The Water Spirit

: Folk-lore And Legends: German

About the middle of the sixteenth century, when Zuendorf was no larger

than it is at present, there lived at the end of the village, hard by

the church, one of that useful class of women termed midwives. She was

an honest, industrious creature, and what with ushering the new-born

into life, and then assisting in making garments for them, she

contrived to creep through the world in comfort, if not in complete

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The summer had been one of unusual drought, and the winter, of a

necessity, one of uncommon scarcity, so that when the spring arrived

the good woman had less to do than at any period in the preceding

seven years. In fact she was totally unemployed. As she mused one

night, lying abed, on the matter, she was startled by a sharp, quick

knock at the door of her cottage. She hesitated for a moment to answer

the call, but the knocking was repeated with more violence than

before. This caused her to spring out of bed without more delay, and

hasten to ascertain the wish of her impatient visitor. She opened the

door in the twinkling of an eye, and a man, tall of stature, enveloped

in a large dark cloak, stood before her.

"My wife is in need of thee," he said to her abruptly; "her time is

come. Follow me."

"Nay, but the night is dark, sir," replied she. "Whither do you desire

me to follow?"

"Close at hand," he answered, as abruptly as before. "Be ye quick and

follow me."

"I will but light my lamp and place it in the lantern," said the

woman. "It will not cost me more than a moment's delay."

"It needs not, it needs not," repeated the stranger; "the spot is

close by. I know every foot of ground. Follow, follow!"

There was something so imperative, and at the same time so

irresistible, in the manner of the man that she said not another word,

but drawing her warm cloak about her head followed him at once. Ere

she was aware of the course he had taken, so dark was the night, and

so wrapt up was she in the cloak and in her meditations, she found

herself on the bank of the Rhine, just opposite to the low fertile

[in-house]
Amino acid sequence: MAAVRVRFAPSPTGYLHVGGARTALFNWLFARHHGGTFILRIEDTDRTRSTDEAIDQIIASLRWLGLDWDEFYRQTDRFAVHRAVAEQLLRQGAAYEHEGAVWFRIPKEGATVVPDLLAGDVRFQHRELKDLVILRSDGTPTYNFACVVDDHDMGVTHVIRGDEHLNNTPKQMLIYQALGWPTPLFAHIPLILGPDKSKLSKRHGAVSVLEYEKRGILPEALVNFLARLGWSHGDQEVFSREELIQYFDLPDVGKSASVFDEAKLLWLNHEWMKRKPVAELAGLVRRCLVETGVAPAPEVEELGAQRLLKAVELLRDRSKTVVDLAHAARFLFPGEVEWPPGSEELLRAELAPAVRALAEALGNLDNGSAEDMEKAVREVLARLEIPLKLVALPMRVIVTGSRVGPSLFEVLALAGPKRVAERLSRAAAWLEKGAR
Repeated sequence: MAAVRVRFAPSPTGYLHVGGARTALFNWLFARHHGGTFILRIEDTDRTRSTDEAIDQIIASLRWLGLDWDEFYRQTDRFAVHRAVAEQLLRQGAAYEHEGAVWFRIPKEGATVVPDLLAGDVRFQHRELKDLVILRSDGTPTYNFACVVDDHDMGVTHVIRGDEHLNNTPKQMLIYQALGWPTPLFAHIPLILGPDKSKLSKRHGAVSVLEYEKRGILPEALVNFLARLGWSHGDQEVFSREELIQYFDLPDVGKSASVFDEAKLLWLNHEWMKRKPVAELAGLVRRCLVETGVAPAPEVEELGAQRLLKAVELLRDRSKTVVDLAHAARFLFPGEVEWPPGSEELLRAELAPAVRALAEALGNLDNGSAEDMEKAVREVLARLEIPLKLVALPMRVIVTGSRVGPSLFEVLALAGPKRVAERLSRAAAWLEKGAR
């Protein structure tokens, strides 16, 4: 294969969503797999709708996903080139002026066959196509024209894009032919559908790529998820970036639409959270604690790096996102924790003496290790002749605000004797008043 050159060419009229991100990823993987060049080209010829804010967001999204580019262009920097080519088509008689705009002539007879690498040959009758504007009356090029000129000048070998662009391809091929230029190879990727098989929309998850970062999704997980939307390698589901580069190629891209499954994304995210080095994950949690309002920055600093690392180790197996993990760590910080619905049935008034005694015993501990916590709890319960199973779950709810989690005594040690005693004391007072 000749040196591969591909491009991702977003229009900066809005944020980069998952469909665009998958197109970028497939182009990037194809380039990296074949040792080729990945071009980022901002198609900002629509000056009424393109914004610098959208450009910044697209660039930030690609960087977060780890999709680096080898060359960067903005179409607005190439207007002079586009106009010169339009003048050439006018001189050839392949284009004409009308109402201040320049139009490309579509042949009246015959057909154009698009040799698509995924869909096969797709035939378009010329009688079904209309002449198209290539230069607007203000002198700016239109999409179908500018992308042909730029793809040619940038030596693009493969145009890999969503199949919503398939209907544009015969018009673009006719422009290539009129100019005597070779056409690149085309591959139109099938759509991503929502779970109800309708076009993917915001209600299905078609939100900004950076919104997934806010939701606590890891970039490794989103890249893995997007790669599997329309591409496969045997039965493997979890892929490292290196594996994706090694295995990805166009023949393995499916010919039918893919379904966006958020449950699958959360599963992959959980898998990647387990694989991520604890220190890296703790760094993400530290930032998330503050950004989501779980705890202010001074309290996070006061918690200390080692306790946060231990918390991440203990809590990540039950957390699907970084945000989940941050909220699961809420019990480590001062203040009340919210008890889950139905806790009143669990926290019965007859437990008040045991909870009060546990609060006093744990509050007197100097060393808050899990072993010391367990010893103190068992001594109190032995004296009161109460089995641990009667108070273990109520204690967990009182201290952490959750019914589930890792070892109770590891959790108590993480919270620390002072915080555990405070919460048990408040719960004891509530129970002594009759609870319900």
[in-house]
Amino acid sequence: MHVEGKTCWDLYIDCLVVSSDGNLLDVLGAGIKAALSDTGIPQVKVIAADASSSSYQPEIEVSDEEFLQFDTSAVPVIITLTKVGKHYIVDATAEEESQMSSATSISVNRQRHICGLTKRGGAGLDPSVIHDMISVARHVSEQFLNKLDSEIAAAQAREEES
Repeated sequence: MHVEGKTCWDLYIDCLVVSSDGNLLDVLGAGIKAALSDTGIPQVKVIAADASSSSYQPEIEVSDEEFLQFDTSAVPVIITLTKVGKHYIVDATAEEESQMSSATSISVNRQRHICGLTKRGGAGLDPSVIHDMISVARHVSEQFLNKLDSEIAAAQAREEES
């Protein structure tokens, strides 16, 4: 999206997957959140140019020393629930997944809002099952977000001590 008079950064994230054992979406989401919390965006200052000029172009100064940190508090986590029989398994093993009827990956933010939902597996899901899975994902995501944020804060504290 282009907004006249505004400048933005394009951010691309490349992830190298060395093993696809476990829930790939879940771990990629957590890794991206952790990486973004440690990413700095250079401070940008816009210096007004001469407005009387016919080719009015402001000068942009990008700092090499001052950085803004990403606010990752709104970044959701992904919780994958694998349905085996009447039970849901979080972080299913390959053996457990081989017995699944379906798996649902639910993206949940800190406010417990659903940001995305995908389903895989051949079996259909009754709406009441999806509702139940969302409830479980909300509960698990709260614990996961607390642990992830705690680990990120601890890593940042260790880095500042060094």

islet which bears the same name as the village, and lies at a little

distance from the shore.

"How is this, good sir?" she exclaimed, in a tone of surprise and

alarm. "You have missed the way--you have left your road. Here is no

further path."

"Silence, and follow," were the only words he spoke in reply; but

they were uttered in such a manner as to show her at once that her

best course was obedience.

They were now at the edge of the mighty stream; the rushing waters

washed their feet. The poor woman would fain have drawn back, but she

could not, such was the preternatural power exercised over her by her


"Fear not; follow!" he spoke again, in a kinder tone, as the current

kissed the hem of her garments.

He took the lead of her. The waters opened to receive him. A wall of

crystal seemed built up on either side of the vista. He plunged into

its depths; she followed. The wild wave gurgled over them, and they

were walking over the shiny pebbles and glittering sands which strewed

the bed of the river.

And now a change came over her indeed. She had left all on earth in

the thick darkness of a starless spring night, yet all around her was

lighted up like a mellow harvest eve, when the sun shines refulgent

through masses of golden clouds on the smiling pastures and emerald

meadows of the west. She looked up, but she could see no cause for

this illumination. She looked down, and her search was equally

unsuccessful. She seemed to herself to traverse a great hall of

surpassing transparency, lighted up by a light resembling that given

out by a huge globe of ground glass. Her conductor still preceded

her. They approached a little door. The chamber within it contained